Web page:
Part 2: Coding of Genomic Information
Genomic Records are classified into six Data Classes according to the result of the primary alignment(s) of their reads against one or more reference sequences as shown in Table 1. Records are classified according to the types of mismatches with respect to the reference sequences used for alignment.
To further improve compression efficiency, the information contained in the clustered Genomic Records is split across Descriptor Streams. The concept of splitting the information contained in the clustered Genomic Records into Descriptor Streams allows tailoring encoding parameters according to the statistical properties of each Descriptor Stream.
Compression modes for raw sequencing data
Raw sequencing data can be encoded according to two different approaches, depending on application at hand:
- High compression ratio and indexing
- Low latency
Compression modes for aligned reads
Genomic sequence reads mapped onto reference sequences can be compressed following two approaches:refere
- Reference-based compression
- Reference-free compression
Compression modes for quality values
Due to their higher entropy and larger alphabet, quality values have proven more difficult to compress than the reads [16, 11]. In addition, there is evidence that quality values are inherently noisy, and downstream applications that use them do so in varying heuristic manners.
Compression modes for read identifiers
Read identifiers are broken down into a series of tokens which can be of three main types: strings, digits and single characters. A read identifier is represented as a set of differences and matches with respect to one of the previously decoded Read Identifiers. This approach does not rely on any sequencing manufacturer implementation and only assumes that within the same sequencing
run the structure of read identifiers is mostly constant.
Compression modes for reference sequences
MPEG-G supports the use of reference sequences both in the FASTA format and in the MPEG-G compressed format. The reference sequences can also be embedded as Datasets within the same MPEG-G file. Optionally, external reference sequences (i.e., sequences that are not included in the bitstream) can be used. MPEG-G specifies how external reference sequences can be identified unambiguously using a URI, checksums, etc.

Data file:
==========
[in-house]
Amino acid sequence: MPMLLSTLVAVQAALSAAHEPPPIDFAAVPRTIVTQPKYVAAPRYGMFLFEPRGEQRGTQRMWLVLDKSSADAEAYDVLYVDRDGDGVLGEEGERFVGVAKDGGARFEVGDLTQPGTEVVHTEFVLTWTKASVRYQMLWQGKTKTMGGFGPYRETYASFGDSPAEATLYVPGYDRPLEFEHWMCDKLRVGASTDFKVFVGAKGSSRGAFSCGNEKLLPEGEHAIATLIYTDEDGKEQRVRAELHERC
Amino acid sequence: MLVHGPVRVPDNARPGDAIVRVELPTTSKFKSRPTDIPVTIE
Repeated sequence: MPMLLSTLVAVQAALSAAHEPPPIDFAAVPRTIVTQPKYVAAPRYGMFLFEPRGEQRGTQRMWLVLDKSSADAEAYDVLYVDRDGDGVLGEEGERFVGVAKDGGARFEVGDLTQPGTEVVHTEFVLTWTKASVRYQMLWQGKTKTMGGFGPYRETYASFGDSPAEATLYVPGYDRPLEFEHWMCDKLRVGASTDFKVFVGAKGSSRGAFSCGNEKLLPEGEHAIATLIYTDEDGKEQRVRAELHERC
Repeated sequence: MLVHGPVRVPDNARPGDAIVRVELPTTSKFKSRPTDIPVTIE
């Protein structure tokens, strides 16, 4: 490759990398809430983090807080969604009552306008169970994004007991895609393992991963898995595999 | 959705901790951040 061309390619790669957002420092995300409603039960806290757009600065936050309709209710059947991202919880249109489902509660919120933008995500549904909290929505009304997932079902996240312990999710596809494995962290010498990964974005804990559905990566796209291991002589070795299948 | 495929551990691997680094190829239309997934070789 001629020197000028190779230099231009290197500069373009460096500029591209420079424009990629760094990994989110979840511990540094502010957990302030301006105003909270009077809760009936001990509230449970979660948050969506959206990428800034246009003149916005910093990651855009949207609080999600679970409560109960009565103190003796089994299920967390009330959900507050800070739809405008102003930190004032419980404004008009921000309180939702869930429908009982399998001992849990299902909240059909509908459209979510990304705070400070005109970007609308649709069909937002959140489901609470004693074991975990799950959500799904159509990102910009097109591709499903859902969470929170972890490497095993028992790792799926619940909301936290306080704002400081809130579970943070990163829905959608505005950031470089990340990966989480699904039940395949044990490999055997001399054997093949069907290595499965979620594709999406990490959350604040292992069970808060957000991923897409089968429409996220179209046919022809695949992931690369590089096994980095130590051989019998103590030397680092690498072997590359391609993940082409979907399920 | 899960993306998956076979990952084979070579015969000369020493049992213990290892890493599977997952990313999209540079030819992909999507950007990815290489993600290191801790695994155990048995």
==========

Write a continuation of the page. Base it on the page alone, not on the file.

Storing different types of data in separate Descriptor Streams allows for a significantly higher compression effectiveness. The different statistical properties of each descriptor can be exploited to define different source models to be used for entropy coding. The increased compression efficiency is generated by the adoption of the appropriate context adaptive probability models according to the statistical properties of each source model.
The MPEG-G specification not only defines the syntax and semantics of the compressed genome sequencing data, but also the deterministic decoding process.
The normative input of an MPEG-G decoding process is a concatenation of data structures called Data Units. Data Units can be of three types according to the type of conveyed data. A Data Unit of type 0 encapsulates the decoded representation of one or more reference sequences, a Data Unit of type 1 contains parameters used during the decoding process in a structure called Parameter Set, and a Data Unit of type 2 contains one Access Unit.